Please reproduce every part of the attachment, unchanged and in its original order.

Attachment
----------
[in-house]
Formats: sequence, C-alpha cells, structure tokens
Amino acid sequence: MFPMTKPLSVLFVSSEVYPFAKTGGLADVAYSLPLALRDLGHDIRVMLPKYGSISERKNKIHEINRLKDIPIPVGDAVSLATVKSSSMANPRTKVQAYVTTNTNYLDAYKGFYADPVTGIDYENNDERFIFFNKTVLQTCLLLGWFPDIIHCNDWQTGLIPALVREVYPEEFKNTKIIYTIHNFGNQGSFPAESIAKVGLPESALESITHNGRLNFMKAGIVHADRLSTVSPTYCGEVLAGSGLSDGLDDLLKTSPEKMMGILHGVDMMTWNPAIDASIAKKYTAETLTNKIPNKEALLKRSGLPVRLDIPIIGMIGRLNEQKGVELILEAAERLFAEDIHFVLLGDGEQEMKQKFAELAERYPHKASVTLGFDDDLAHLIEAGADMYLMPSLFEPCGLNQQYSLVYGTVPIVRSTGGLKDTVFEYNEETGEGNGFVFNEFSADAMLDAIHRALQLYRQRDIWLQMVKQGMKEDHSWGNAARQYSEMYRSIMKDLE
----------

[in-house]
Formats: sequence, C-alpha cells, structure tokens
Amino acid sequence: MFPMTKPLSVLFVSSEVYPFAKTGGLADVAYSLPLALRDLGHDIRVMLPKYGSISERKNKIHEINRLKDIPIPVGDAVSLATVKSSSMANPRTKVQAYVTTNTNYLDAYKGFYADPVTGIDYENNDERFIFFNKTVLQTCLLLGWFPDIIHCNDWQTGLIPALVREVYPEEFKNTKIIYTIHNFGNQGSFPAESIAKVGLPESALESITHNGRLNFMKAGIVHADRLSTVSPTYCGEVLAGSGLSDGLDDLLKTSPEKMMGILHGVDMMTWNPAIDASIAKKYTAETLTNKIPNKEALLKRSGLPVRLDIPIIGMIGRLNEQKGVELILEAAERLFAEDIHFVLLGDGEQEMKQKFAELAERYPHKASVTLGFDDDLAHLIEAGADMYLMPSLFEPCGLNQQYSLVYGTVPIVRSTGGLKDTVFEYNEETGEGNGFVFNEFSADAMLDAIHRALQLYRQRDIWLQMVKQGMKEDHSWGNAARQYSEMYRSIMKDLE